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My Lords, I declare my interests as found in the register, particularly those relating to higher education.
I thank the noble Lord, Lord Norton of Louth, for securing this debate and for outlining some of the key issues, but begin by congratulating the right reverend Prelate the Bishop of Chichester on an excellent maiden speech, with its characteristic blend of deep pastoral concern, learning lightly worn and a keen appreciation of the importance of education. He and I share the pleasure of having a Cathedrals Group university in our dioceses. I am sure that my right reverend friend will contribute greatly to the deliberations of this House.
We know that this is a time of significant and rapid change in our universities, and some might well see it as a tempestuous period. It is therefore important to remind ourselves that our higher education sector is a national asset, attracting almost 450,000 students from outside the UK and consistently figuring in the top 200 institutions across the world—34 of those are British. Oxford University has been in the top position for the past two years in the Times Higher Education world rankings.
As the university APPG pointed out in 2017, and as other noble Lords have emphasised, in purely financial terms education is the UK’s fifth largest service exporter, with higher education contributing some two-thirds of its value. In addition, the strength of our international reputation generates other benefits: one in 10 world leaders has been educated in the UK; international students are more likely to recommend study here to others; and increased research and commercial links flow from joint activities such as transnational education ventures. We should note, however, that countries such as Australia are overtaking us, as the noble Lord, Lord Norton, confirmed.
At an individual level, some 76% of home students believe that studying alongside their international peers has given them a wider, more rounded world-view. At an institutional level, it is striking that over half of our research publications—the outward expression of our astonishingly high research standing—are co-authored with international colleagues.
This indicates that there is another dimension to what we export through our work in higher education. It is the underlying conviction that education is a good in and of itself and that aside from any economic or financial benefit—real and important as they are—the disciplined pursuit of truth and wisdom is crucial to forming the people and the society we aspire to be, and to become. That, in turn, implies that higher education also serves a common, a public, good and contributes—or can and should contribute—to the flourishing of local, national and international communities.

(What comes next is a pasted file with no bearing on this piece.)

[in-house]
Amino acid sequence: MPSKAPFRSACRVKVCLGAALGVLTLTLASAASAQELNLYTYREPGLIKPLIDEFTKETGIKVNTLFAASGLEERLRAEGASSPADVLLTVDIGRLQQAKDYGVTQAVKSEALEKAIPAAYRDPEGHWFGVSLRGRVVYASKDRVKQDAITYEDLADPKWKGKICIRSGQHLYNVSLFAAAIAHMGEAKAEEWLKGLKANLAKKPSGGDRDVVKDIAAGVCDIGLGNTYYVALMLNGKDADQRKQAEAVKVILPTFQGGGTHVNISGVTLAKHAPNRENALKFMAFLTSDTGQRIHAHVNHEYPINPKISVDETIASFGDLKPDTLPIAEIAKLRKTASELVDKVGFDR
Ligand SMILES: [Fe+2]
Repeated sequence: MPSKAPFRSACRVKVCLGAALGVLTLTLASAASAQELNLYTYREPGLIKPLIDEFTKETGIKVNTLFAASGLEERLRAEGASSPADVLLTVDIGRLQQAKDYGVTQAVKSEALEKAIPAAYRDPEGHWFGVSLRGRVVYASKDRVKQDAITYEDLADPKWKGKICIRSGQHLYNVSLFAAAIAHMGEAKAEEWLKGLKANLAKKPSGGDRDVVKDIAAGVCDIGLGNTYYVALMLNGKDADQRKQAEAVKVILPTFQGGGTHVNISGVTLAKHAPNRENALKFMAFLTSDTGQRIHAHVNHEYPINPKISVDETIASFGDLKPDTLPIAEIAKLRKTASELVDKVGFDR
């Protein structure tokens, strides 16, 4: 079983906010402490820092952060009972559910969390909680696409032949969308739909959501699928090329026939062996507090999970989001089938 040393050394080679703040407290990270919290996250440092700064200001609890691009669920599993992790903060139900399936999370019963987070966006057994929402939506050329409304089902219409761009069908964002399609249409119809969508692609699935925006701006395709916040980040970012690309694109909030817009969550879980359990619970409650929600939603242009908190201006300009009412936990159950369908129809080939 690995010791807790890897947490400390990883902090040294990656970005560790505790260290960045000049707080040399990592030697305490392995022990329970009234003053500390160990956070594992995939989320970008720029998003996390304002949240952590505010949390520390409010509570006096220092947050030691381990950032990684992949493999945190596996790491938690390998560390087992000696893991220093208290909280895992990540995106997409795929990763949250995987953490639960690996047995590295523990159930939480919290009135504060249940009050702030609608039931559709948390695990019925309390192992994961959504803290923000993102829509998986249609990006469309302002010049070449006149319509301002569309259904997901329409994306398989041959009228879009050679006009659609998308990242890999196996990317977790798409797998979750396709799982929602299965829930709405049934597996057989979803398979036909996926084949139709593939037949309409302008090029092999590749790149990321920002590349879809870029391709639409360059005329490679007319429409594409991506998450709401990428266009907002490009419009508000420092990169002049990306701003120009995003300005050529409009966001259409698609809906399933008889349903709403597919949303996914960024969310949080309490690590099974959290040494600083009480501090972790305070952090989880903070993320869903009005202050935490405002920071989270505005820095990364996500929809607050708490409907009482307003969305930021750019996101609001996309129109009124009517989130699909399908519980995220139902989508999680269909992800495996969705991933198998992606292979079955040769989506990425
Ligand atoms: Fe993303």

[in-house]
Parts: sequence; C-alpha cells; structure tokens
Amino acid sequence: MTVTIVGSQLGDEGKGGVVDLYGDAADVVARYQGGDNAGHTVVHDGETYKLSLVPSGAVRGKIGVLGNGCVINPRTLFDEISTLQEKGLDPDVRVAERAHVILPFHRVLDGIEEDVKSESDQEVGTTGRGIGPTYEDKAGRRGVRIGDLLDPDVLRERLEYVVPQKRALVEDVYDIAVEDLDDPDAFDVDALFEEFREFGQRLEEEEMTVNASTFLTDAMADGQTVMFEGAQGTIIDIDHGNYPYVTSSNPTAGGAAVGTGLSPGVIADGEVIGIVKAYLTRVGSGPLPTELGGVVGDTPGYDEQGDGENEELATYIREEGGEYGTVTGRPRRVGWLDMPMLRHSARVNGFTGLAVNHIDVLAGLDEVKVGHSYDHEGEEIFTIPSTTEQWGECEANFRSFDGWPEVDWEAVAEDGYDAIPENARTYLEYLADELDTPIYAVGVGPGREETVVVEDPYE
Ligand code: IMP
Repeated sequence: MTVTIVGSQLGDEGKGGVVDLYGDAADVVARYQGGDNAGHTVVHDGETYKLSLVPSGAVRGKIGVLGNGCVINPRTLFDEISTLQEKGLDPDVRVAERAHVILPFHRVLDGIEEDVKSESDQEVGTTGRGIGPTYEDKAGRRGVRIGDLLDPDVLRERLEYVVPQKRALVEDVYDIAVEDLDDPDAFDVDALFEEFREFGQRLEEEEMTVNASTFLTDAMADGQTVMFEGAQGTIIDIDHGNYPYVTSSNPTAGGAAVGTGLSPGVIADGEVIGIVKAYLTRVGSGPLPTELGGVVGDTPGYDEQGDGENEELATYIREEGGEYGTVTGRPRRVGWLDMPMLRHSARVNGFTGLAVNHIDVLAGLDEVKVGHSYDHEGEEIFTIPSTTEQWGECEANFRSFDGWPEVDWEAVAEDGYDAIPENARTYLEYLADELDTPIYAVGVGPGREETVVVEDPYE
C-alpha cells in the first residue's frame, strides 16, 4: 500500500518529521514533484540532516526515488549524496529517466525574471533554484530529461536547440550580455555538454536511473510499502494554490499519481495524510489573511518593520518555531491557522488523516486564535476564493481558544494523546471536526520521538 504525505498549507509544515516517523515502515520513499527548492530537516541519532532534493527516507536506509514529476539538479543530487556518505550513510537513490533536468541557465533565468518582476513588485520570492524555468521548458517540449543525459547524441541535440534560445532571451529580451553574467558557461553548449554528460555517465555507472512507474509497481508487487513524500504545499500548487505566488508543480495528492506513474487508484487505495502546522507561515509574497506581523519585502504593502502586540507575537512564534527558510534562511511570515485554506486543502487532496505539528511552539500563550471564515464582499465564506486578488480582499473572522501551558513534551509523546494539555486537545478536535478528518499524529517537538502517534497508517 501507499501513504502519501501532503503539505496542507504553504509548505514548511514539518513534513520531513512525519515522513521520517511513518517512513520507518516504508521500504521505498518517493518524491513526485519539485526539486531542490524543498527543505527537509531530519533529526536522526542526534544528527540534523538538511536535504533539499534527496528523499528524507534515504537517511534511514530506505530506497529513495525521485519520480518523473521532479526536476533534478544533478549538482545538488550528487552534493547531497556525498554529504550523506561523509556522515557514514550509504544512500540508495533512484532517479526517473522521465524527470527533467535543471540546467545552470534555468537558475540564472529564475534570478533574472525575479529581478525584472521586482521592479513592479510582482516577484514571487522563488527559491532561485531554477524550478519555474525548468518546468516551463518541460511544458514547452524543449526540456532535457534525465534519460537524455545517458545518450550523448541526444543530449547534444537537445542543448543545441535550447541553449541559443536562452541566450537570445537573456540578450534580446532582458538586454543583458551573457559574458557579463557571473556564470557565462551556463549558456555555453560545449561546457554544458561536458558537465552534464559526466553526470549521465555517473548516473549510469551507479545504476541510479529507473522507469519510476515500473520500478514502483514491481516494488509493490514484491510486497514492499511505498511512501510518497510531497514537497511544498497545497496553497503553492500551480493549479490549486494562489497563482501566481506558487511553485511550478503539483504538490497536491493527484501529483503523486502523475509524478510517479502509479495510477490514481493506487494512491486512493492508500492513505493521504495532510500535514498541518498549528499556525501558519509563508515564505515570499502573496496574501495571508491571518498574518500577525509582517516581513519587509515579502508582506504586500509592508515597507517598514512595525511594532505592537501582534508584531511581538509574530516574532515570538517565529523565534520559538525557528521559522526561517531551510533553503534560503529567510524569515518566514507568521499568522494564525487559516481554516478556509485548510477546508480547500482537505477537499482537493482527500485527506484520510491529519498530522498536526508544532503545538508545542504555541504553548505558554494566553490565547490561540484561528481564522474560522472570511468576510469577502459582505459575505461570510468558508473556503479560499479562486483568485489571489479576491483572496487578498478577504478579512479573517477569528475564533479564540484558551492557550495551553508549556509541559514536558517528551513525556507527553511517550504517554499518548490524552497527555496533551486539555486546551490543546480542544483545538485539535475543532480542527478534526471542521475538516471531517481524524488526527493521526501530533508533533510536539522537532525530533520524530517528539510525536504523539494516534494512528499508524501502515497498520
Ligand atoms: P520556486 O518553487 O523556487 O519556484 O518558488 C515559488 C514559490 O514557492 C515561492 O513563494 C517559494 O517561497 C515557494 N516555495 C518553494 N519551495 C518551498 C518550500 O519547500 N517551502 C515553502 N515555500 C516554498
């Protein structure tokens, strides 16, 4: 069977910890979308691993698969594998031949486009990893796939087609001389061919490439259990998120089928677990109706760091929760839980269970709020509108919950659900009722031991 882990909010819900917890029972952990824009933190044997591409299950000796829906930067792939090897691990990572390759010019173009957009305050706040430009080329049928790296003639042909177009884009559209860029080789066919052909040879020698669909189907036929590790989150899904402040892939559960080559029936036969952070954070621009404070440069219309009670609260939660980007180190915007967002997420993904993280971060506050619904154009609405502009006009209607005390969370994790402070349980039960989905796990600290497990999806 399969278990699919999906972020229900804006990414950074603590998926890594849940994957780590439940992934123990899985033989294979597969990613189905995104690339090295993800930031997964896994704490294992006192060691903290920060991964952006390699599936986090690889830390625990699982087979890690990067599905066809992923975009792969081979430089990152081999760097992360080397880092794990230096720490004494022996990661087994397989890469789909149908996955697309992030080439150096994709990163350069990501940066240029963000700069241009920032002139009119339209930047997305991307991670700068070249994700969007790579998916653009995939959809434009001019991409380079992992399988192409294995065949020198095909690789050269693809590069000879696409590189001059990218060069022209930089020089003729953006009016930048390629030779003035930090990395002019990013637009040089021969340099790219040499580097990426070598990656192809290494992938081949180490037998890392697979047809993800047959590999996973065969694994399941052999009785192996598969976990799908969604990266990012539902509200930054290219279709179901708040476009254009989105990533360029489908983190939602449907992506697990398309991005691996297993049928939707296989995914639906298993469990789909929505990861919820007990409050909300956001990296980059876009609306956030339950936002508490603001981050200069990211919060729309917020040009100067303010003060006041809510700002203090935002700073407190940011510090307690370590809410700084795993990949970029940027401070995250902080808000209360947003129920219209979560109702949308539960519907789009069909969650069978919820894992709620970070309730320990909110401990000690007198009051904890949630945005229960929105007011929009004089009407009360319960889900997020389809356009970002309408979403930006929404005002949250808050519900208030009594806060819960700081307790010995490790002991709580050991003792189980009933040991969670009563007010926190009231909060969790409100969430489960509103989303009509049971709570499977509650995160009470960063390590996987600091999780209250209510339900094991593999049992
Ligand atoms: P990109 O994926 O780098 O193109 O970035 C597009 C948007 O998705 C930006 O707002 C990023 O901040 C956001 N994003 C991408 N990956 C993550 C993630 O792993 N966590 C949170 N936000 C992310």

Historically, the Church has played a major part in fostering institutes of learning, whether in the person of my distinguished predecessors who founded colleges in Oxford, or the Victorian pioneers of teacher training colleges. The latter became the Cathedrals Group universities, which now educate one in three primary teachers, along with students of social work and nursing, health professionals and members of other vocational professions dedicated to public service.
The local economic impact of higher education is undeniable. To give some concrete illustrations, the diocese of Winchester is home to about 65,000 students across many institutions, including the Bournemouth universities, the University of Southampton, Southampton Solent University and the University of Winchester. The latter, established in 1840 to train teachers who would in turn teach in schools for the poor, employs over 700 staff in the local area. In a recent evaluation, even this smallish university was found to contribute £266 million a year to the local economy. Other noble Lords will be able to give, and have already given, equally striking examples.
This local economic impact, however, points to a wider impact. Today’s debate is about the value of higher education as an export. Yet as the American economist Robert E. Lipsey—not to be confused with the equally distinguished Member of your Lordships’ House—has pointed out that calculating the value of international trade in services, including education, is by no means straightforward even if restricted to purely financial metrics. That perhaps makes it even more important not to ignore the value of the transformative power of higher education and the significance of human flourishing, which I now see reflected in the mission statement of the Office for Students. It says:
“We want every student to have a fulfilling experience of higher education that enriches their lives and careers”.
That is a great export for international students to take home. The invitation and welcome international students receive in the UK is part of what they will take with them. We therefore need to ensure that our higher education is as accessible as possible to international students—as many speakers have already urged—so that higher education can enrich their lives and careers. I too, therefore, urge Her Majesty’s Government to introduce more flexible arrangements for international students.